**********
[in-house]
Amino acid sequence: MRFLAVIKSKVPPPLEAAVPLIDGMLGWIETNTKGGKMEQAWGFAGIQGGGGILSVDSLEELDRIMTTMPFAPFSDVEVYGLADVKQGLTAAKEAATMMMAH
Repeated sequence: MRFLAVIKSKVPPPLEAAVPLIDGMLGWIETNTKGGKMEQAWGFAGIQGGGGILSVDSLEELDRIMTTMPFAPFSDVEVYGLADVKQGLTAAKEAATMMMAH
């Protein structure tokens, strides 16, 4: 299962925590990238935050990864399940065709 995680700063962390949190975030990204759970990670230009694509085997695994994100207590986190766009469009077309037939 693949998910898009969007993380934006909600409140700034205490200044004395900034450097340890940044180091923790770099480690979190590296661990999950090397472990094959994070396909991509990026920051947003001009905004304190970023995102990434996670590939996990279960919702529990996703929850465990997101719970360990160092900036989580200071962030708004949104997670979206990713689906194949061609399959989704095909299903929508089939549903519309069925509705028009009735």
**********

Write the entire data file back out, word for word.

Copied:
[in-house]
Amino acid sequence: MRFLAVIKSKVPPPLEAAVPLIDGMLGWIETNTKGGKMEQAWGFAGIQGGGGILSVDSLEELDRIMTTMPFAPFSDVEVYGLADVKQGLTAAKEAATMMMAH
Repeated sequence: MRFLAVIKSKVPPPLEAAVPLIDGMLGWIETNTKGGKMEQAWGFAGIQGGGGILSVDSLEELDRIMTTMPFAPFSDVEVYGLADVKQGLTAAKEAATMMMAH
């Protein structure tokens, strides 16, 4: 299962925590990238935050990864399940065709 995680700063962390949190975030990204759970990670230009694509085997695994994100207590986190766009469009077309037939 693949998910898009969007993380934006909600409140700034205490200044004395900034450097340890940044180091923790770099480690979190590296661990999950090397472990094959994070396909991509990026920051947003001009905004304190970023995102990434996670590939996990279960919702529990996703929850465990997101719970360990160092900036989580200071962030708004949104997670979206990713689906194949061609399959989704095909299903929508089939549903519309069925509705028009009735």